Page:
Attention donc à bien garder l’automatisation en vue dans le développement de votre projet personnel ou de votre système d’information, car plus l’infrastructure devient lourde et les « hot fixes » nombreux, plus il sera dur d’automatiser, ce processus demandant un maximum d’uniformisation au niveau de votre infrastructure.

by Carl Chenet at November 06, 2016 11:00 PM

Very fast MySQL slave setup with zero downtime using rsync

Most online tutorials for setting up a slave replication database involve dumping and loading the database on the master with mysqldump. Unfortunately, loading data with mysqldump can be very slow. My friend Cris suggest a much faster method using rsync.serveimage


The benefits of this method are:

  • Very fast setup of a slave by avoiding having to load a logical dump into MySQL.
  • Virtually no downtime for the master. There is a small window (seconds, usually) during which writes are temporary blocked.
  • If the slave was already set up and has become corrupt for whatever reason, rsync will ensure we won't have to copy all the data again that's already on the slave.

In this article I'm going to assume you've already correctly configured the master and slave for replication. If not, please see this guide on how to configure MySQL. You can skip the step where they perform a mysqldump, since that's what this article is replacing with rsync in the first place.

How it works

 Roughly speaking, we'll be doing the following steps:

  1. Stop the slave
  2. Rsync the binary files from the master to the slave while the master is running.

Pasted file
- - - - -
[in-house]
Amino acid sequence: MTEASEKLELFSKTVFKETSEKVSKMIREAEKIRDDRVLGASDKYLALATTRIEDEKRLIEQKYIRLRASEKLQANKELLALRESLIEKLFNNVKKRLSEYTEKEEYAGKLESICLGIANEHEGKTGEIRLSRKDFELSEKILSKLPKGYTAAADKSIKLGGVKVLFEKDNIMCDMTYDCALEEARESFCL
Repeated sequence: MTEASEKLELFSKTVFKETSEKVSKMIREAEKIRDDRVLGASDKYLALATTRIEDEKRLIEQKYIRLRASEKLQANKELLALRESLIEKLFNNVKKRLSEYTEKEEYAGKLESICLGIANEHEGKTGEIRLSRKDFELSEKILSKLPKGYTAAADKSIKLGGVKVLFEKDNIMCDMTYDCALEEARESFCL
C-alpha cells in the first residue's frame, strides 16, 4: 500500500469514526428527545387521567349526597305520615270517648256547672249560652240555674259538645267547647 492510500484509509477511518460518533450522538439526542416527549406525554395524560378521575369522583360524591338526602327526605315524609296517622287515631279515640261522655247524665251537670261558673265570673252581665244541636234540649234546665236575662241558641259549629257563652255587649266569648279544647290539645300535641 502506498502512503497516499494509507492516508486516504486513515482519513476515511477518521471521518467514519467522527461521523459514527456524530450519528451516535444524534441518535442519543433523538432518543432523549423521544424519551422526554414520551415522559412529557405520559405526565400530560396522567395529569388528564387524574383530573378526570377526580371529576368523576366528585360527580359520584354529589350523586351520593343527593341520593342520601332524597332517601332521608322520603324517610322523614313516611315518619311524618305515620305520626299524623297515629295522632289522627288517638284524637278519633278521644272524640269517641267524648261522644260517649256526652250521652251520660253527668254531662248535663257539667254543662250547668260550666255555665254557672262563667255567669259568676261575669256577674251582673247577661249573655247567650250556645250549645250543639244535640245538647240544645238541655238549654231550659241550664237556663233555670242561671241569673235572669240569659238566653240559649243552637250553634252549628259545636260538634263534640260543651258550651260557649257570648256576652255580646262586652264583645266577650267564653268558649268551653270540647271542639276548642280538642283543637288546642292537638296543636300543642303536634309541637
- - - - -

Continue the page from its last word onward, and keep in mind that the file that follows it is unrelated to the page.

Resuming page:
3. Set a write lock on the master, record the master log position and do another rsync from the master to the slave.
  4. Unlock the master write lock.
  5. On the slave, we change the master log position and start replication again.

The benefits are obvious. Since we first do a sync to the slave without a write lock, the master can keep receiving writes. However, this leaves the slave in a potentially corrupt state, since we might have copied the master data in the middle of a transaction. That's why, after the initial bulk sync, we set a write lock on the master and perform another sync. This only needs to synchronize the new data since the last sync, so it should be fast. The master will only need to be write-locked for a short amount of time. Meanwhile, we record the master log position for the slave. 

Do note that this will only work if your master and slave database are the architecture and run the same MySQL version. If not, this will end in disaster.


Let's see a practical example:

On the SLAVE, stop MySQL:

root@slave# sudo /etc/init.d/mysql stop

Configure the SLAVE not to automatically start replication on startup. We need this so we can modify the master log pos after starting the slave. Add the 'skip-slave-start' setting to the [mysqld] section:

root@slave# vi /etc/mysql/my.cnf


Now we rsync the MASTER binary data to the SLAVE. For this you'll need to have root ssh access enabled. Depending on your setup, there are a few files you'll have to exclude. For example, if you don't want to overwrite the users on your slave, you'll have to exclude the 'mysql' directory. You should experiment a bit with what you should and shouldn't exclude.

root@master# rsync -Sa --progress --delete --exclude=mastername* /var/lib/mysql root@

We've now synchronized the bulk of the master data to the slave. Now we need another sync to put the slave in a valid state. We do this by locking the MASTER to prevent write actions: